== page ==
AIB to cut 2,000 jobs after loss hits $15bn
Dublin, April 13, 2011
Allied Irish Bank (AIB) aimed to put the 'collective madness' of a homegrown property bubble behind it with an annual loss of 10.4 billion euros ($15 billion) and a plan to axe over 2,000 jobs.
A former stock market darling with international ambitions, AIB has been effectively nationalised and saved from collapse by emergency ECB funding after being shut out of debt markets and losing 22 billion euros in deposits last year.
There were further 'slight' deposit outflows this year, mainly from overseas corporate funds, but fresh stress tests which require AIB to raise 13.3 billion euros in capital and a 'big bang' overhaul of the sector have provided some stability.
'The news of the bank's recapitalisation has been viewed positively by the market and we hope that that now represents a turning point and we can now rebuild the bank from here,' executive chairman David Hodgkinson said.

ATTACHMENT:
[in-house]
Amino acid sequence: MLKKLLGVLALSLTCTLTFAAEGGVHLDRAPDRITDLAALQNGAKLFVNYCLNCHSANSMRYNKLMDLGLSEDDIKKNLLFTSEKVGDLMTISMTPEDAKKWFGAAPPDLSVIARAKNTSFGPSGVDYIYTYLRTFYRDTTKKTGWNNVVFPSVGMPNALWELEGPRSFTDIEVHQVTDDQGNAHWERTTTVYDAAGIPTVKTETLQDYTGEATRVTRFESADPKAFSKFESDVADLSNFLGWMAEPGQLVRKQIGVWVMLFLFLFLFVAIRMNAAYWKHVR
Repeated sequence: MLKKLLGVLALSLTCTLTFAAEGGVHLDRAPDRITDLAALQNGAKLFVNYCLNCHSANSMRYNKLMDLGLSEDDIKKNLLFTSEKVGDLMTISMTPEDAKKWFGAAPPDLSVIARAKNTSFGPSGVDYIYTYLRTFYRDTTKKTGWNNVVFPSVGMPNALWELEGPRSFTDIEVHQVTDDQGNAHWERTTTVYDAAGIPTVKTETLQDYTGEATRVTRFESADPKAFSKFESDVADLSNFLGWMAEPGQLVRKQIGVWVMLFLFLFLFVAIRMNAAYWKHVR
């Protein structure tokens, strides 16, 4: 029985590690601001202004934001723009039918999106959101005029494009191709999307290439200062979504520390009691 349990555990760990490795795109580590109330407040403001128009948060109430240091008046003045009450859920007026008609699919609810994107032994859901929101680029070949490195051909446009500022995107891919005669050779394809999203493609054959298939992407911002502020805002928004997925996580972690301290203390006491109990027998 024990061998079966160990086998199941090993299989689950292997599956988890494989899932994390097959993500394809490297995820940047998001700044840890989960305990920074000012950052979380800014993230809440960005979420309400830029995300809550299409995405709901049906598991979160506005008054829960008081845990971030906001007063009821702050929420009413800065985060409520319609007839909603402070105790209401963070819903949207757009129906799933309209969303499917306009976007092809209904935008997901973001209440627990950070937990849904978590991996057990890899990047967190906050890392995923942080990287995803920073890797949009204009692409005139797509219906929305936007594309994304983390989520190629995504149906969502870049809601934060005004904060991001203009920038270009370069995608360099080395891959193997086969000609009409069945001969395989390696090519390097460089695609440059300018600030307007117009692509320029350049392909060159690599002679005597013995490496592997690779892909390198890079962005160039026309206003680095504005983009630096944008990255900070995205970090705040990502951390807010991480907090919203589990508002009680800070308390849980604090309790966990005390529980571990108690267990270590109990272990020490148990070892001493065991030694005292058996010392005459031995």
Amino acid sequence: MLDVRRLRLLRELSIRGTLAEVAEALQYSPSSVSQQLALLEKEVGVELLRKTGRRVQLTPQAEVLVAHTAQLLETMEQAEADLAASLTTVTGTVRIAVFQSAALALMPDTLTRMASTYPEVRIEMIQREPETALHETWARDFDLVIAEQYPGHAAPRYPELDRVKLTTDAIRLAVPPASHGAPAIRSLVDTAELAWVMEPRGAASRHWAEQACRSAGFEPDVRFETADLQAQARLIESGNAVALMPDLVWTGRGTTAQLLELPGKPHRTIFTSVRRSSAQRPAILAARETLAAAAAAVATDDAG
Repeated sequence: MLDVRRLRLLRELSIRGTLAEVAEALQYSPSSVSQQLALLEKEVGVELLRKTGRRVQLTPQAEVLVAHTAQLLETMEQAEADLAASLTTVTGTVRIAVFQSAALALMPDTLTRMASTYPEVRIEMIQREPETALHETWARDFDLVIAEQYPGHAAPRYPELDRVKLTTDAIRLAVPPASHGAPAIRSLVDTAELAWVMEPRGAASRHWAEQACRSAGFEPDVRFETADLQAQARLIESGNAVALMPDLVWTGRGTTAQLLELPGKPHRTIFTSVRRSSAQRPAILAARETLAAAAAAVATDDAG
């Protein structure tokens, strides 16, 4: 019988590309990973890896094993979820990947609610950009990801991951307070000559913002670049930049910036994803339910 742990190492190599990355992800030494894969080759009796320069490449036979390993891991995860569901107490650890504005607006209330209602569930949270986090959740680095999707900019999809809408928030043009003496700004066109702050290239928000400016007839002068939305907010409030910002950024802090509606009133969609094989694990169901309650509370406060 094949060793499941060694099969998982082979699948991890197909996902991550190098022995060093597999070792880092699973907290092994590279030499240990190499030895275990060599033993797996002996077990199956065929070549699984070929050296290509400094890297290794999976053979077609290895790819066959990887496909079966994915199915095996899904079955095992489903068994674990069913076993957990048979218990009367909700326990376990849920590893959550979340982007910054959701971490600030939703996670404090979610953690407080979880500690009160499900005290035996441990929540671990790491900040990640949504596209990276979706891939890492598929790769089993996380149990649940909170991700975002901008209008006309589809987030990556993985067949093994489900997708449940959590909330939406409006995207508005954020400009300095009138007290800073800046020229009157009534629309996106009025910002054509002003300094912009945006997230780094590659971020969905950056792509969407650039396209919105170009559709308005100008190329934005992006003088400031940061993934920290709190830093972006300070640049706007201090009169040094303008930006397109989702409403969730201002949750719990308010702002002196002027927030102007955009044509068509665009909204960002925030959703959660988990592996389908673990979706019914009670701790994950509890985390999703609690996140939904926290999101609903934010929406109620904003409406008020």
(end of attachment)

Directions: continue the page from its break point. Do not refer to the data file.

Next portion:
Dublin has pledged to radically shrink its banking system as part of an EU-IMF bailout and AIB will be one of two so-called 'pillar banks' left from what was once a crowded field.
AIB is hoping that 2010 will mark the nadir in terms of group losses but it has said it is too early to call the peak in arrears. The IMF slashed its 2011 growth forecast for the Irish economy to just 0.5 per cent from 0.9 per cent on Monday, underlining the challenge ahead.
Dublin has put a 70 billion euros price on drawing a line under its banking crisis and AIB is second only to Anglo Irish, the poster child for Ireland's casino-style property lending, in the burden it is putting on recession-weary taxpayers.
'There was almost a kind of collective madness, everyone went crazy and for a very long time,' said Hodgkinson.
A charge of 6 billion euros, representing 5.25 per cent of loans, against potential losses helped drive AIB's loss, a company record, and more than four times higher than the 2.3 billion euros shortfall generated in 2009. – TradeArabia News Service